The Singaporean government has announced the launch of a digital currency testing program for use in interbank transactions.
A central bank digital currency (CBDC) for wholesale interbank payments will soon be trialed in Singapore, a move that shows the government is taking digital money seriously. This is a major improvement over earlier experiments that used fake CBDCs. Managing Director Ravi Menon has led the Monetary Authority of Singapore’s (MAS) exploration of the digital money ecosystem since 2016. The use of digital money issued by central banks has recently seen a major improvement with this new breakthrough.
The trial will use a true wholesale CBDC to settle payments between commercial banks, as outlined in the Orchid Blueprint. The possibility of using this technology for the settlement of foreign securities transactions was also hinted at in Thursday’s announcement. To provide the groundwork for these experiments, the Orchid Blueprint provides a detailed blueprint. It explores several aspects of digital money, such as the possibility of expanding trials to include regulated stablecoins and tokenized bank liabilities.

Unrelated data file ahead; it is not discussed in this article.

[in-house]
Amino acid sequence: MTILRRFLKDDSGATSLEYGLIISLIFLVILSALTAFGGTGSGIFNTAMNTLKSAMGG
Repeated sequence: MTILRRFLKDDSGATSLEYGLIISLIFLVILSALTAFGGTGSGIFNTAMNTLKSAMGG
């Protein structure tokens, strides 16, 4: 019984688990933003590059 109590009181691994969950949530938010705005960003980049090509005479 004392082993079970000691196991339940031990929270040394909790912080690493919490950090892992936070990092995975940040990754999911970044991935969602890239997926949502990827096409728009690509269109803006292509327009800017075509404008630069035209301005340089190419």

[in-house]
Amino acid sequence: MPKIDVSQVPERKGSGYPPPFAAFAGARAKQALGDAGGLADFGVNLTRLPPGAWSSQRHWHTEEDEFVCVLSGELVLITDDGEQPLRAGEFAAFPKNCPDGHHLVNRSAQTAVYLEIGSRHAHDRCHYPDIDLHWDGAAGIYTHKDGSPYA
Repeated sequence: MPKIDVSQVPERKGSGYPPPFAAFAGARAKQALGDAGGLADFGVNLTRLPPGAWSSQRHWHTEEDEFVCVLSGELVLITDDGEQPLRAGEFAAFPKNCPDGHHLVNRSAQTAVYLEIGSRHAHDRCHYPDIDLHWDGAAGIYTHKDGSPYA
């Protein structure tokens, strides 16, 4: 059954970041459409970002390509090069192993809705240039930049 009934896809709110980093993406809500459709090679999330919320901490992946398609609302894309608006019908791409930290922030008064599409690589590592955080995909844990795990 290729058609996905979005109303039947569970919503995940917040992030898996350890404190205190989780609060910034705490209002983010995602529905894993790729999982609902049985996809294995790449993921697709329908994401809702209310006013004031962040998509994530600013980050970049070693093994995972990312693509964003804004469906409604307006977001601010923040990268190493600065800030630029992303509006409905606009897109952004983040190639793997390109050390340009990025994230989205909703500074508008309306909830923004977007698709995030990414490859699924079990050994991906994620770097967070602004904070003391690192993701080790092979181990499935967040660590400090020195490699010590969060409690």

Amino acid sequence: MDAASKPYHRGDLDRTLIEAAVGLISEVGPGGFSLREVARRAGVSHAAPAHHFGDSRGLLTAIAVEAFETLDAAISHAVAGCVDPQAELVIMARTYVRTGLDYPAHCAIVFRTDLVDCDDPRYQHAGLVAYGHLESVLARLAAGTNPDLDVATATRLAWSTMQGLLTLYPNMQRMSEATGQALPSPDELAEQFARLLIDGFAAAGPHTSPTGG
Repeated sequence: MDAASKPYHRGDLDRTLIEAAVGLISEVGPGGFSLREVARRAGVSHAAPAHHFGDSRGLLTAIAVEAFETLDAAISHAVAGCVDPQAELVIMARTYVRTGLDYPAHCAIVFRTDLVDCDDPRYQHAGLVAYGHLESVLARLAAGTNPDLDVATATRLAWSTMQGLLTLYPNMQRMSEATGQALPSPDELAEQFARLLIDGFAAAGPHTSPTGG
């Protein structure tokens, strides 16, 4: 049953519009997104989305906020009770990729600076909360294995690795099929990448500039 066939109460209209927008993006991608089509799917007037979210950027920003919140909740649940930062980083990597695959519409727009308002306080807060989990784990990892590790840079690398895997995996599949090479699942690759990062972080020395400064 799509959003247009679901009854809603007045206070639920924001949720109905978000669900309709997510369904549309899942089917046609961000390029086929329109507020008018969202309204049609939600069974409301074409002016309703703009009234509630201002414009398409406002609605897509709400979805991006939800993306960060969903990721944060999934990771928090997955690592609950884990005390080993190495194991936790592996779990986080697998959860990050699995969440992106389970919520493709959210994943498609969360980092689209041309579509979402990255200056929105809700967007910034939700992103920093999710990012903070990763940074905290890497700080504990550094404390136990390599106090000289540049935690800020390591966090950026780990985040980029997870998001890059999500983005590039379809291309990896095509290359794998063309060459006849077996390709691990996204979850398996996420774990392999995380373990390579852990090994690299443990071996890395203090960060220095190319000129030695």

This ledger will include capabilities for atomic settlement of digital tokens and programmability, in addition to tracking transactions involving digital currencies. An innovative step toward making digital currency systems more user-friendly is the creation of a “Name Service” to help with things like creating pleasant wallet addresses and names.
On top of that, the Blueprint presents an innovative idea called a “programmability protocol.” This protocol establishes certain guidelines for the exchange of digital currencies by means of “purpose-bound money” (PBM). PBM automates transactions and enables predetermined settlement conditions, showcasing the sophisticated possibilities of digital currencies.